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I have an OpenWrt 10.03 router [ IP: ], and it has a DHCP server pool: - clients are using it through wireless/wired connection. Ok!

Here's the catch: I need to separate the users from each other.

How i need to do it: by IPTABLES rule [ /etc/firewall.user ].
"Loud thinking": So i need a rule something like this [on the OpenWrt router]:


The idea is this. Ok!

- Will i lock out myself if i apply this firewall rule?
- Is this a secure method? [ is it easy to do this?: hello, i'm a client, and i say, my IP address is! - now it can sniff the unencrypted traffic! :( - because all the clients are in the same subnet! ]
- Are there any good methods to find/audit for duplicated IP addresses?
- Are the any good methods to find/audit for duplicated MAC addresses?
- Are there any good methods to do this IPTALBES rule on Layer2?:
$ wget -q "http://downloads.openwrt.org/backfire/10.03/ar71xx/packages/" -O - | grep -i ebtables $

p.s.: The rule would be [is it on a good chain?]: iptables -A FORWARD -m iprange --src-range --dst-range -j DROP
Thank you!

share|improve this question
Please don't cross-post and here‌​. – Dennis Williamson Mar 5 '11 at 9:14
up vote 2 down vote accepted

If you want to separate wireless and wired users why not match the interfaces? Assuming ppp0 is facing the internet, eth0 is your local LAN and wlan0 is the wireless:

iptables -P FORWARD DROP                                 # Drop everything except:
iptables -A FORWARD -m state --state RELATED,ESTABLISHED # Accept already accepted connections
iptables -A FORWARD -i eth0 -o ppp0 -j ACCEPT            # Accept outgoing connections from local LAN
iptables -A FORWARD -i wlan0 -o ppp0 -j ACCEPT           # Accept outgonig connnections from wlan

If you use this:

  • nothing can be connected from the internet
  • wireless users can only connect to the internet
  • wired users can only connect to the internet
  • you can enforce separate IP ranges if you add the --src-range

If your DHCP server is running on the OpenWrt device then the FORWARD chain will not affect that in any way. To allow the DHCP server use

iptables -P INPUT DROP                                   # Drop everything except:
iptables -A INPUT -m state --state RELATED,ESTABLISHED   # Accept already accepted connections
iptables -A INPUT ! -i ppp0 -p tcp --dport 22 -j ACCEPT  # Don't forget SSH
iptables -A INPUT ! -i ppp0 -p udp --sport 68 --dport 67 # Accept DHCP requests from any local network

I generally allow everything in OUTPUT except a few types of ICMP and spam. But you might prefer the safer default DROP so here is the specific rule:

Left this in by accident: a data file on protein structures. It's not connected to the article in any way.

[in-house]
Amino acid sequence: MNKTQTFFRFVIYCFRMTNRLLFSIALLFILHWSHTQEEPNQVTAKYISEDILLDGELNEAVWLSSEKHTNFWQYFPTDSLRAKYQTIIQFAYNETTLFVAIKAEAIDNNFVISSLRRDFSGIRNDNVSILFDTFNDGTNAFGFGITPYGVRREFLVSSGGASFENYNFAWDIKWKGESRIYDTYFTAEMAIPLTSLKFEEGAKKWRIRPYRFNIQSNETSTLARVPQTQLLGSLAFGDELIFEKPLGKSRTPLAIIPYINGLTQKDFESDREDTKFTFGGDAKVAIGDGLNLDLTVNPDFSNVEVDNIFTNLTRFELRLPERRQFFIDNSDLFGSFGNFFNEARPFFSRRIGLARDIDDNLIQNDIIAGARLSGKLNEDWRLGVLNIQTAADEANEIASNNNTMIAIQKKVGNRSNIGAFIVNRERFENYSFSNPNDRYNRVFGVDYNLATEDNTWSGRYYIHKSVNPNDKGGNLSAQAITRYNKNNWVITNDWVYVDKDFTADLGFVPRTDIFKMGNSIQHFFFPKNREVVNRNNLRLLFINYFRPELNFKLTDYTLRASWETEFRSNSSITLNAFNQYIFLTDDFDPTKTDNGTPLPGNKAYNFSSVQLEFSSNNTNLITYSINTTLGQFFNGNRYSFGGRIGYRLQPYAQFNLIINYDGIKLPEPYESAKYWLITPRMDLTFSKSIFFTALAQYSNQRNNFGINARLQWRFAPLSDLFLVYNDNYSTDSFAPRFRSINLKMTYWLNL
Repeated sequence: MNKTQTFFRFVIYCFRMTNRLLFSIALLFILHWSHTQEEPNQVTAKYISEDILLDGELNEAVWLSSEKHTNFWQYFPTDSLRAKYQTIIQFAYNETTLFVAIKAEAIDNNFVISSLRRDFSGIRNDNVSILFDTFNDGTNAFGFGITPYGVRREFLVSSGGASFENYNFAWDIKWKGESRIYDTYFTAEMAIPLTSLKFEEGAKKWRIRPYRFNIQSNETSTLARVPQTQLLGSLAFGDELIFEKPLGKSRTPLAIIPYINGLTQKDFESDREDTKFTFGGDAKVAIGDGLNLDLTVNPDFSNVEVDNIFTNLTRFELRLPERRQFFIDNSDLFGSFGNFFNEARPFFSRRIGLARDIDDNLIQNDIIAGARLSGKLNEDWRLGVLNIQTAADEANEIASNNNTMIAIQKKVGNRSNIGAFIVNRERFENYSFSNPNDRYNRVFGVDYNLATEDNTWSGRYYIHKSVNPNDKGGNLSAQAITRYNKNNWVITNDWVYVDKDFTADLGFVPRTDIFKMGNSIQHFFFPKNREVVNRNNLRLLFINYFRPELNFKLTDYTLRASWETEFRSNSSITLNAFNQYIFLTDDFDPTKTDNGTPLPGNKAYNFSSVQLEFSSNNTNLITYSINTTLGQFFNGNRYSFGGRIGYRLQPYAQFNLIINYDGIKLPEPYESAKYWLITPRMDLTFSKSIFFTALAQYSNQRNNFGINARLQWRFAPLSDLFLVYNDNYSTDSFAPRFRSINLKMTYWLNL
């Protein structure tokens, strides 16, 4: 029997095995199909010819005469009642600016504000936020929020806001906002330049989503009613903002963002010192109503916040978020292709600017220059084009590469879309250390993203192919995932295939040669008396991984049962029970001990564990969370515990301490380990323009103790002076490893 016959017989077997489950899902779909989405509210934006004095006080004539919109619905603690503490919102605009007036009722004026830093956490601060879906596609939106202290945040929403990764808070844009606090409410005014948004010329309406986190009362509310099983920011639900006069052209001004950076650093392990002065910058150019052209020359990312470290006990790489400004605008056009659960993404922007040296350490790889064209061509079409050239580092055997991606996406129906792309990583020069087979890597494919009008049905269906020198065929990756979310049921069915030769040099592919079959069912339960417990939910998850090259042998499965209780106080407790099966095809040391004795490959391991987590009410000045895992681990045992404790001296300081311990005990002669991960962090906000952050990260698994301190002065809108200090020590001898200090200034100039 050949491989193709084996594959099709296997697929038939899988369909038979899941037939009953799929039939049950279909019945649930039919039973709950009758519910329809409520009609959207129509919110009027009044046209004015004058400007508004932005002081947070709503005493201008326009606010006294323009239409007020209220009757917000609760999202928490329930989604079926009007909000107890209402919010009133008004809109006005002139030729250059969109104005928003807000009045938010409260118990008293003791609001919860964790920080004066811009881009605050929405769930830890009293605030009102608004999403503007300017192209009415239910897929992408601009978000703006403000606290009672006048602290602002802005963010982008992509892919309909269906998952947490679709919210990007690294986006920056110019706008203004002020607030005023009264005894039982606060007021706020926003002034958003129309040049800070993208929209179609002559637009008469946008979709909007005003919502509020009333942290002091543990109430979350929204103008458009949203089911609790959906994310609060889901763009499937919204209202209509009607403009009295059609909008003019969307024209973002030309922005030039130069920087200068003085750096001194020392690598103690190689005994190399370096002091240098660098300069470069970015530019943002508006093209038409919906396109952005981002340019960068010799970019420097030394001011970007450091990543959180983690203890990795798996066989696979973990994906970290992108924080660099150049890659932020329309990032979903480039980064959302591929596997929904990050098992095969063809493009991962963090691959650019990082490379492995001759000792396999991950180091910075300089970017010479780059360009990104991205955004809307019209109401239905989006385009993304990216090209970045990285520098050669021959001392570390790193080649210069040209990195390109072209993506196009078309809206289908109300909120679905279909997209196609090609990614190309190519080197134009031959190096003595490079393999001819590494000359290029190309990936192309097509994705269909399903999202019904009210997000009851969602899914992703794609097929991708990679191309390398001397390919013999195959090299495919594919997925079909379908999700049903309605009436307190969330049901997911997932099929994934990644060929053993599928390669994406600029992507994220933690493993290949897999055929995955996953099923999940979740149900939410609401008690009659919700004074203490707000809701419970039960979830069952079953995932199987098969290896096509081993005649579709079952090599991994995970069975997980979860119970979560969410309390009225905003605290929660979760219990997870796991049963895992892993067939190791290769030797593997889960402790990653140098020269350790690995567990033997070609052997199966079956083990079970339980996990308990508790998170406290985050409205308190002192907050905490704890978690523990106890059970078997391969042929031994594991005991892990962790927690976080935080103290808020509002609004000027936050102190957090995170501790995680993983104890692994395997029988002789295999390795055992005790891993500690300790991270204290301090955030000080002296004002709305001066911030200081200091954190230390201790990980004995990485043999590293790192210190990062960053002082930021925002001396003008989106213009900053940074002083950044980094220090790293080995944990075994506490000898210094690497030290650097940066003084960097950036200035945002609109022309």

iptables -P OUTPUT DROP                                             # Drop everything except:
iptables -A OUTPUT -m state --state RELATED,ESTABLISHED -j ACCEPT
iptables -A OUTPUT ! -o ppp0 -p udp --sport 67 --dport 68 -j ACCEPT # Allow DHCP to the local network

It makes more sense on a router which is not supposed to connect to everything.

I would advise against MAC filtering in my experience it adds no security only inconvinience. But if you want to see:

iptables -m mac --help

Logging MAC addresses could be useful but they are easily forged. Just add -j LOG or -j NFLOG before the ACCEPT rule with the same matching rules.

Since you are configuring a computer which is only accessible from the network you should be very careful not to lock yourself out. You can't just walk to it and delete the rules manually. In particular typing iptables -P INPUT DROP with an empty INPUT chain will kill your SSH session. I recommend using the iptables-save and iptables-restore and writing the rules in a config file. It also helps if you can test the rules on a computer with a keyboard and monitor before trying it on the router.

share|improve this answer
i want to separate the users form each other – LanceBaynes Mar 5 '11 at 10:00
@user4724: So wireless user A shouldn't talk to wireless user B? That connection will not go through the router. WPA can do "wireless client separation". I have no idea how to do that on wired networks. – stribika Mar 5 '11 at 10:05
@user4724: You could do it in the client firewalls. Drop everything from except from the router in the input and output chains. If that's acceptable I will add it to my answer. – stribika Mar 5 '11 at 10:16
thank you! but the main problem is: "it can sniff the unencrypted traffic" - so if a client comes that's e.g.: a mobile device, that will don't have a firewall :\ – LanceBaynes Mar 5 '11 at 10:35
"So wireless user A shouldn't talk to wireless user B? That connection will not go through the router." - Really? it cannot be done with the firewall on the OpenWrt router?? :(( – LanceBaynes Mar 5 '11 at 10:35

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